"Nothing exists for itself alone, but only in relation to other forms of life" ~ Charles Darwin


Spotting Deer at Corbett, Uttarakhand

Patricia C watches deer from a distance at Corbett and realises she has identified with the deer and their lives, and is no longer an objective wildlife watcher...

Spotted deer grazing on the other side of the bank of the river Kosi. I look up from the newspaper I am reading as I sit in my balcony. I use my binoculars and count five of them. They graze calmly unaware of my watchful eyes. It is about eleven in the morning. From that day on, I wait patiently to see if they would come back. And as if not to disappoint, they suddenly appear from the thick brush on most days. Mostly in the mornings, sometimes afternoons and occasionally evenings. Each time I spot them I grab my binoculars, watch them for as long as they are in sight and feel a sense of achievement for the day. The days I do not see them I wonder whether they would come back again.

More on Wildlife
Sanctuaries & Parks

Wild Escapes
Tiger at Corbett
Tiger at Large
Nagarhole Visit

Poachers' Paradise
Cruelty to Animals


deer Recently the security guard in the resort was heard telling people, that he saw a tiger drinking water in the river at two in the morning. Now, I had not seen the spotted deer in a while. My heart sank thinking that the deer were somehow eaten by the tiger or fled for safety elsewhere.

A few days later, I suddenly spot movement on the bank of the river and grab my binoculars. Lo and behold the deer again. I counted them as they appeared more clearly on the bank and to my great delight there were five grown deer and one baby deer. I could not help but focus my binoculars on the little one and watch it's every move.

I also spotted peahens and jackals in the same area. They came and went late evenings. One evening I saw a lone peahen grazing calmly along the bank. Suddenly, two jackals appeared. They kept running and sniffing around. As it was getting dark the peahen was making its way back into the forest. As the peahen was nearing the shrub one jackal came running from the other end and tried to catch the peahen. I could not bear to see what was going to happen next. To my utter amazement the peahen spread its wings and flew atop of the nearest tall tree. I could not help thinking how such a big bird could fly such a distance. The peahens and the jackals continued to come and go. Eventually I saw only one peahen and since the last few days I have not seen any. The two jackals however continue to make their appearance almost every evening.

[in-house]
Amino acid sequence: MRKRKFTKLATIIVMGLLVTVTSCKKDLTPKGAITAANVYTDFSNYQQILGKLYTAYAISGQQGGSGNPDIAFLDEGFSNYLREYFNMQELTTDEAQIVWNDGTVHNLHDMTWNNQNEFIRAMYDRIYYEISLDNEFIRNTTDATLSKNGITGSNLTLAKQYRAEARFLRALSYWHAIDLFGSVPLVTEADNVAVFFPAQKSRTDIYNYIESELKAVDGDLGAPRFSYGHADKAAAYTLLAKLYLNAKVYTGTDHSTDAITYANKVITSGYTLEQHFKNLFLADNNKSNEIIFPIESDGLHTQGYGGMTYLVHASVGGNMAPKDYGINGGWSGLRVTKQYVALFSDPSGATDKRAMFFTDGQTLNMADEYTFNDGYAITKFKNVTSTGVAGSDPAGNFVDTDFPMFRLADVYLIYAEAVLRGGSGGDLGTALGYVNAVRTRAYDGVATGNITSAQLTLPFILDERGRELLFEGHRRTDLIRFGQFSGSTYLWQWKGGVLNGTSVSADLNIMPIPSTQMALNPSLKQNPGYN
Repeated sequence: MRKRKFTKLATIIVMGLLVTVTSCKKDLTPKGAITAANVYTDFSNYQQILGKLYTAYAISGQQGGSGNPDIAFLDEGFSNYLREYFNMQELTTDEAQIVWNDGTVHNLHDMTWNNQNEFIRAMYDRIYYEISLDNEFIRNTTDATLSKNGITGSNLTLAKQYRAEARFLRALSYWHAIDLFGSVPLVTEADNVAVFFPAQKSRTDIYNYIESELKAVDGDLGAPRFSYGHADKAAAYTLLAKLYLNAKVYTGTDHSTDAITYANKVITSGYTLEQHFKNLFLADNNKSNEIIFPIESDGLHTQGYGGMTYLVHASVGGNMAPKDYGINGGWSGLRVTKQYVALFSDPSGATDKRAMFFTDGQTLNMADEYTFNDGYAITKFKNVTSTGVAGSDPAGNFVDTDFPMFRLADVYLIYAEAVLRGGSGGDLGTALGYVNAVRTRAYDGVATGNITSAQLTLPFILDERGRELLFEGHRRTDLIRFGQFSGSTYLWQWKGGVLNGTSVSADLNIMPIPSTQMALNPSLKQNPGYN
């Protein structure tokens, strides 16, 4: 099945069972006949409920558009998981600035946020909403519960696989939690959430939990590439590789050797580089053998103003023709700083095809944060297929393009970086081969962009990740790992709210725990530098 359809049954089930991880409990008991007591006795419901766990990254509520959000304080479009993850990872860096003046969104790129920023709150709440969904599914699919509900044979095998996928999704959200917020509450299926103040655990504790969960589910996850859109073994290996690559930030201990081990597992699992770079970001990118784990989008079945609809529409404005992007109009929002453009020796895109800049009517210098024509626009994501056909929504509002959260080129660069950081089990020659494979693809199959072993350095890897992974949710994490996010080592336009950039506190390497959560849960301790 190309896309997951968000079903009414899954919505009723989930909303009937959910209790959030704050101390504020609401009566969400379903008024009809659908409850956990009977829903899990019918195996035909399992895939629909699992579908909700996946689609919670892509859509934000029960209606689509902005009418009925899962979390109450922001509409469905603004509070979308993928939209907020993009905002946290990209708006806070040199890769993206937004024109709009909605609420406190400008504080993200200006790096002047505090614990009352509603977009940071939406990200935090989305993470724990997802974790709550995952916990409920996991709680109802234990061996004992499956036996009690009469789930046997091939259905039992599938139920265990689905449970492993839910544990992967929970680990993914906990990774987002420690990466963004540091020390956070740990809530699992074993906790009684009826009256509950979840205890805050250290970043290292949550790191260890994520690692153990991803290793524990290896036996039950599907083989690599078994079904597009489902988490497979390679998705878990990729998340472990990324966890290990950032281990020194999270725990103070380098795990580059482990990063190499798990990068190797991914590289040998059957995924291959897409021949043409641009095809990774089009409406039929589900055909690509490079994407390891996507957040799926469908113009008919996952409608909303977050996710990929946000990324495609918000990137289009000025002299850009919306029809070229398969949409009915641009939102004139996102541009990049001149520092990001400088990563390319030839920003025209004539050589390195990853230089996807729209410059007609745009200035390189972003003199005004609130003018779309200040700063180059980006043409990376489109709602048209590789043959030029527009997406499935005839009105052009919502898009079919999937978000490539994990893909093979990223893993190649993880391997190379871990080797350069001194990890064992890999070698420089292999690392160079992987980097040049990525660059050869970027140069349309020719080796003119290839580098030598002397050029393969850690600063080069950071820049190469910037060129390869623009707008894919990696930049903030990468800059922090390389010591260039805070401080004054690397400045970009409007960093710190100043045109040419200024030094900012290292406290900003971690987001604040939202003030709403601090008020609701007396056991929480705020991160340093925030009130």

This morning at about eight, I saw the jackal chasing the little deer. He was trying to catch her but the little deer ran fast with her tail up in the air. The jackal was desperately trying to get the deer. My heart was racing. Then all of a sudden the mother deer appeared and chased the jackal away. The jackal stood on its hind legs and watched the mother and little deer walk away. A couple of minutes later he followed them. I wondered whether the mother eventually saved her little one.

A little later in the day, towards forenoon, I saw four deer grazing on the bank again. I knew that the mother and the baby deer (if alive) had been separated from them. The four deer grazed a while and disappeared into the forest. Towards early evening I heard the sound of spotted deer. I went to the balcony to see if I could spot them. To my great joy I saw the mother with the baby deer, following close behind. The mother was desperately searching for her gang. In her desperation she walked the entire length of the bank of the river with the young one in tow. They eventually disappeared from sight.

deerA short while later I saw the remaining four deer appear in the very same spot the mother deer began her search. I wished the mother had stayed just that little while longer. As I watched the four, I noticed that two deer walked away in the opposite direction of the river bank and two headed back in the direction they came from. The deer were now all separated, in twos. I felt a sense of utter disappointment. I knew their survival was greater as a gang.

Just as it was turning dark a lone jackal appeared. Sniffing and running confidently and quickly. As I watched I realized that the jackal was on the scent of the mother and baby deer. Every time he stopped to sniff harder I hoped he would lose their trail. But he kept going further and further along the bank. After he had travelled quite a distance it turned dark. I could not see him anymore. I cannot but help wonder what is going to happen tonight. Whether the jackal will catch up with the baby deer? Whether the mother deer would be able to save her young one? Only the next few days will tell.

Maybe I will never know.

Related Links:

Corbett National Park, Uttarakhand

Project Tiger Reserves in India

Corbett National Park

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Editor: Romola Butalia       (c) India Travelogue. All rights reserved.